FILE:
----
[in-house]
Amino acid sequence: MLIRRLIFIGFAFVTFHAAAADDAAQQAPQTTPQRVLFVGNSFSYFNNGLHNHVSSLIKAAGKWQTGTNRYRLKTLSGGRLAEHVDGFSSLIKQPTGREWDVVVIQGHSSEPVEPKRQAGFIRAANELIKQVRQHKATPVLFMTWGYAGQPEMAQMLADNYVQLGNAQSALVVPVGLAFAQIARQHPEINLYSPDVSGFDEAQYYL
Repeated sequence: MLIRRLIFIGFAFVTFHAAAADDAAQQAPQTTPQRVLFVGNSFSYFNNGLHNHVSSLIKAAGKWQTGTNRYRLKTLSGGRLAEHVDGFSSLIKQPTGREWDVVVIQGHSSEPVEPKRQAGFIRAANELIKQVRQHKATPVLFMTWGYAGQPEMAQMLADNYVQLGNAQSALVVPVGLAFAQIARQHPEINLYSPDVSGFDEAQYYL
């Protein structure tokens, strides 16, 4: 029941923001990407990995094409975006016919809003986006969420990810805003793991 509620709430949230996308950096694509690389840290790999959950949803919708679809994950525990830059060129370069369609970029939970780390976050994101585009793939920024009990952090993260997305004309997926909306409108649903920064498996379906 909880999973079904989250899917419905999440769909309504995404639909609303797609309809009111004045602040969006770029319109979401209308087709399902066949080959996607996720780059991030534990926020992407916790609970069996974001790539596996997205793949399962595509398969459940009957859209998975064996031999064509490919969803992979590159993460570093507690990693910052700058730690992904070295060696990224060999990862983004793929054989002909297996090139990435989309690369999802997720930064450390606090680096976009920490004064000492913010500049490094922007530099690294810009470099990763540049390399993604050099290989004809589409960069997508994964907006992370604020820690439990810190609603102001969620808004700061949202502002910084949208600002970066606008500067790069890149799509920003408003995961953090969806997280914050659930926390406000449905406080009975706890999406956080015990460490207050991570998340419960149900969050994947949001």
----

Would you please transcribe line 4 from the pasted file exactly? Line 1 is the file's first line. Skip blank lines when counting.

């Protein structure tokens, strides 16, 4: 029941923001990407990995094409975006016919809003986006969420990810805003793991 509620709430949230996308950096694509690389840290790999959950949803919708679809994950525990830059060129370069369609970029939970780390976050994101585009793939920024009990952090993260997305004309997926909306409108649903920064498996379906 909880999973079904989250899917419905999440769909309504995404639909609303797609309809009111004045602040969006770029319109979401209308087709399902066949080959996607996720780059991030534990926020992407916790609970069996974001790539596996997205793949399962595509398969459940009957859209998975064996031999064509490919969803992979590159993460570093507690990693910052700058730690992904070295060696990224060999990862983004793929054989002909297996090139990435989309690369999802997720930064450390606090680096976009920490004064000492913010500049490094922007530099690294810009470099990763540049390399993604050099290989004809589409960069997508994964907006992370604020820690439990810190609603102001969620808004700061949202502002910084949208600002970066606008500067790069890149799509920003408003995961953090969806997280914050659930926390406000449905406080009975706890999406956080015990460490207050991570998340419960149900969050994947949001």